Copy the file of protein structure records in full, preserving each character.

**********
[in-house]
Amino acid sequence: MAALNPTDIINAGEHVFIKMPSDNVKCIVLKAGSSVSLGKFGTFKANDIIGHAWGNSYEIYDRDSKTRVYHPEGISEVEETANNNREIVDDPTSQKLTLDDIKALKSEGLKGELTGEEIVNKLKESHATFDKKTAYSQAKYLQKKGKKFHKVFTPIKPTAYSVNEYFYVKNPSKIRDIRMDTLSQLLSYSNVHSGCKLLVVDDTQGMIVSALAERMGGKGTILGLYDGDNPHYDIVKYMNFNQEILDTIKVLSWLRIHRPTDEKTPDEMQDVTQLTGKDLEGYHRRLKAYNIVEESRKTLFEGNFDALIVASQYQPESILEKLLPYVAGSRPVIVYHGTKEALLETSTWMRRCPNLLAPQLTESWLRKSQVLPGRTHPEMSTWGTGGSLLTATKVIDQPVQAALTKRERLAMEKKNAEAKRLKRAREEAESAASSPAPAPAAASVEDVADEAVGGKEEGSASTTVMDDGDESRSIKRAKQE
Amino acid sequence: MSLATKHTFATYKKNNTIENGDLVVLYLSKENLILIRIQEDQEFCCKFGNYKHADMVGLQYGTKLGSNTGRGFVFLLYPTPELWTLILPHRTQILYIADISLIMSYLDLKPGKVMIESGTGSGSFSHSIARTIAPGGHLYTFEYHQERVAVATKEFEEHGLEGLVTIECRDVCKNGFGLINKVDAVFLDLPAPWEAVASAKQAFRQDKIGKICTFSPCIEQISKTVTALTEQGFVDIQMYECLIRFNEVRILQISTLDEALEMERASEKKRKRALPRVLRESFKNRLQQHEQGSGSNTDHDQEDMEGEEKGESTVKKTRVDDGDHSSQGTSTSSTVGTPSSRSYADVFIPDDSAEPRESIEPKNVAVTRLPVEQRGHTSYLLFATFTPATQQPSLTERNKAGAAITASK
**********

[in-house]
Amino acid sequence: MAALNPTDIINAGEHVFIKMPSDNVKCIVLKAGSSVSLGKFGTFKANDIIGHAWGNSYEIYDRDSKTRVYHPEGISEVEETANNNREIVDDPTSQKLTLDDIKALKSEGLKGELTGEEIVNKLKESHATFDKKTAYSQAKYLQKKGKKFHKVFTPIKPTAYSVNEYFYVKNPSKIRDIRMDTLSQLLSYSNVHSGCKLLVVDDTQGMIVSALAERMGGKGTILGLYDGDNPHYDIVKYMNFNQEILDTIKVLSWLRIHRPTDEKTPDEMQDVTQLTGKDLEGYHRRLKAYNIVEESRKTLFEGNFDALIVASQYQPESILEKLLPYVAGSRPVIVYHGTKEALLETSTWMRRCPNLLAPQLTESWLRKSQVLPGRTHPEMSTWGTGGSLLTATKVIDQPVQAALTKRERLAMEKKNAEAKRLKRAREEAESAASSPAPAPAAASVEDVADEAVGGKEEGSASTTVMDDGDESRSIKRAKQE
Amino acid sequence: MSLATKHTFATYKKNNTIENGDLVVLYLSKENLILIRIQEDQEFCCKFGNYKHADMVGLQYGTKLGSNTGRGFVFLLYPTPELWTLILPHRTQILYIADISLIMSYLDLKPGKVMIESGTGSGSFSHSIARTIAPGGHLYTFEYHQERVAVATKEFEEHGLEGLVTIECRDVCKNGFGLINKVDAVFLDLPAPWEAVASAKQAFRQDKIGKICTFSPCIEQISKTVTALTEQGFVDIQMYECLIRFNEVRILQISTLDEALEMERASEKKRKRALPRVLRESFKNRLQQHEQGSGSNTDHDQEDMEGEEKGESTVKKTRVDDGDHSSQGTSTSSTVGTPSSRSYADVFIPDDSAEPRESIEPKNVAVTRLPVEQRGHTSYLLFATFTPATQQPSLTERNKAGAAITASK